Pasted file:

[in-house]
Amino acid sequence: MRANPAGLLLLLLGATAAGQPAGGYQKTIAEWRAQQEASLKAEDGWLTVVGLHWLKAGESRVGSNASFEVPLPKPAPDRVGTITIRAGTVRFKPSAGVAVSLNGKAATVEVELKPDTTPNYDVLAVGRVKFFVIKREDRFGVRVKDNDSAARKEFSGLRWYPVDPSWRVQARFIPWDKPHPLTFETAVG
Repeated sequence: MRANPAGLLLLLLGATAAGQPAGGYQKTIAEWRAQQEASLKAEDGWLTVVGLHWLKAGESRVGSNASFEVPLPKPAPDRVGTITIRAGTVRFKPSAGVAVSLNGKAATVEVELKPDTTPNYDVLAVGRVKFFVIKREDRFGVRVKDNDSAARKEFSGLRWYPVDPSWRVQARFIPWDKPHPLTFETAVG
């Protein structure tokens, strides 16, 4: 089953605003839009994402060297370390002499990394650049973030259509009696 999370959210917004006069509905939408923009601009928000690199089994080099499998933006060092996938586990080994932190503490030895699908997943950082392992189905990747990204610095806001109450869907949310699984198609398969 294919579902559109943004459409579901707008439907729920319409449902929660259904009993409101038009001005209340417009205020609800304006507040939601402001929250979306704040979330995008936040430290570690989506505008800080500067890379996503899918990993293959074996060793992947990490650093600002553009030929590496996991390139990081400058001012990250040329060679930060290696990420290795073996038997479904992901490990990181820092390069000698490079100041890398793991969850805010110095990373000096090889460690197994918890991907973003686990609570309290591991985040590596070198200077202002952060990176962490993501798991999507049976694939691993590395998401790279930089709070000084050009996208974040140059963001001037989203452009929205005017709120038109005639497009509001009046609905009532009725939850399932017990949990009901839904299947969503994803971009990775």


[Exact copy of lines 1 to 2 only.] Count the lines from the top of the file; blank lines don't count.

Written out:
[in-house]
Amino acid sequence: MRANPAGLLLLLLGATAAGQPAGGYQKTIAEWRAQQEASLKAEDGWLTVVGLHWLKAGESRVGSNASFEVPLPKPAPDRVGTITIRAGTVRFKPSAGVAVSLNGKAATVEVELKPDTTPNYDVLAVGRVKFFVIKREDRFGVRVKDNDSAARKEFSGLRWYPVDPSWRVQARFIPWDKPHPLTFETAVG